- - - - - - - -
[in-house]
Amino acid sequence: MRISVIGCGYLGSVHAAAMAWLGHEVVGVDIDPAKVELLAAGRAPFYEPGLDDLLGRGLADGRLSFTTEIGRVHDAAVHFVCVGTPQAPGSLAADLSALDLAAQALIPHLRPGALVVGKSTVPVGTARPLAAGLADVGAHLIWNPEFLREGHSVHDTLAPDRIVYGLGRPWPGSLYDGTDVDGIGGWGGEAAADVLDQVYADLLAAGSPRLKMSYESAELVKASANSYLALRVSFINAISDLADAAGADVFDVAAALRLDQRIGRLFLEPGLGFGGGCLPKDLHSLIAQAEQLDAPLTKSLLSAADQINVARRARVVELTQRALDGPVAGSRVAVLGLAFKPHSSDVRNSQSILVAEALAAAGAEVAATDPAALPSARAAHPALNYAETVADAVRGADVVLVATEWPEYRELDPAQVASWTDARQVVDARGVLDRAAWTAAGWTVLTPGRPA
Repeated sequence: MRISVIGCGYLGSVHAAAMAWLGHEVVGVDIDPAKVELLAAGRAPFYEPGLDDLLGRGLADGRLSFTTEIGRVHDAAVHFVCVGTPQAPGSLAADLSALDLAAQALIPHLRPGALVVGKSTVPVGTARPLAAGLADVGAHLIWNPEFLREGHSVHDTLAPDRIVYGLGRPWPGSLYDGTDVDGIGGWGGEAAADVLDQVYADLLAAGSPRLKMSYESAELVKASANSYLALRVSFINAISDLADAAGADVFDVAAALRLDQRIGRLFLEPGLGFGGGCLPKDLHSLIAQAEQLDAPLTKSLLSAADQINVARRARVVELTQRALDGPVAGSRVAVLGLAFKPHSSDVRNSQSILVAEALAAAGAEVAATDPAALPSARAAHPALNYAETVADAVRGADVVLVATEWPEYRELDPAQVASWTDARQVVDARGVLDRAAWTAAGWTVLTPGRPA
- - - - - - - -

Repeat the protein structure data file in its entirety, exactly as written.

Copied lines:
[in-house]
Amino acid sequence: MRISVIGCGYLGSVHAAAMAWLGHEVVGVDIDPAKVELLAAGRAPFYEPGLDDLLGRGLADGRLSFTTEIGRVHDAAVHFVCVGTPQAPGSLAADLSALDLAAQALIPHLRPGALVVGKSTVPVGTARPLAAGLADVGAHLIWNPEFLREGHSVHDTLAPDRIVYGLGRPWPGSLYDGTDVDGIGGWGGEAAADVLDQVYADLLAAGSPRLKMSYESAELVKASANSYLALRVSFINAISDLADAAGADVFDVAAALRLDQRIGRLFLEPGLGFGGGCLPKDLHSLIAQAEQLDAPLTKSLLSAADQINVARRARVVELTQRALDGPVAGSRVAVLGLAFKPHSSDVRNSQSILVAEALAAAGAEVAATDPAALPSARAAHPALNYAETVADAVRGADVVLVATEWPEYRELDPAQVASWTDARQVVDARGVLDRAAWTAAGWTVLTPGRPA
Repeated sequence: MRISVIGCGYLGSVHAAAMAWLGHEVVGVDIDPAKVELLAAGRAPFYEPGLDDLLGRGLADGRLSFTTEIGRVHDAAVHFVCVGTPQAPGSLAADLSALDLAAQALIPHLRPGALVVGKSTVPVGTARPLAAGLADVGAHLIWNPEFLREGHSVHDTLAPDRIVYGLGRPWPGSLYDGTDVDGIGGWGGEAAADVLDQVYADLLAAGSPRLKMSYESAELVKASANSYLALRVSFINAISDLADAAGADVFDVAAALRLDQRIGRLFLEPGLGFGGGCLPKDLHSLIAQAEQLDAPLTKSLLSAADQINVARRARVVELTQRALDGPVAGSRVAVLGLAFKPHSSDVRNSQSILVAEALAAAGAEVAATDPAALPSARAAHPALNYAETVADAVRGADVVLVATEWPEYRELDPAQVASWTDARQVVDARGVLDRAAWTAAGWTVLTPGRPA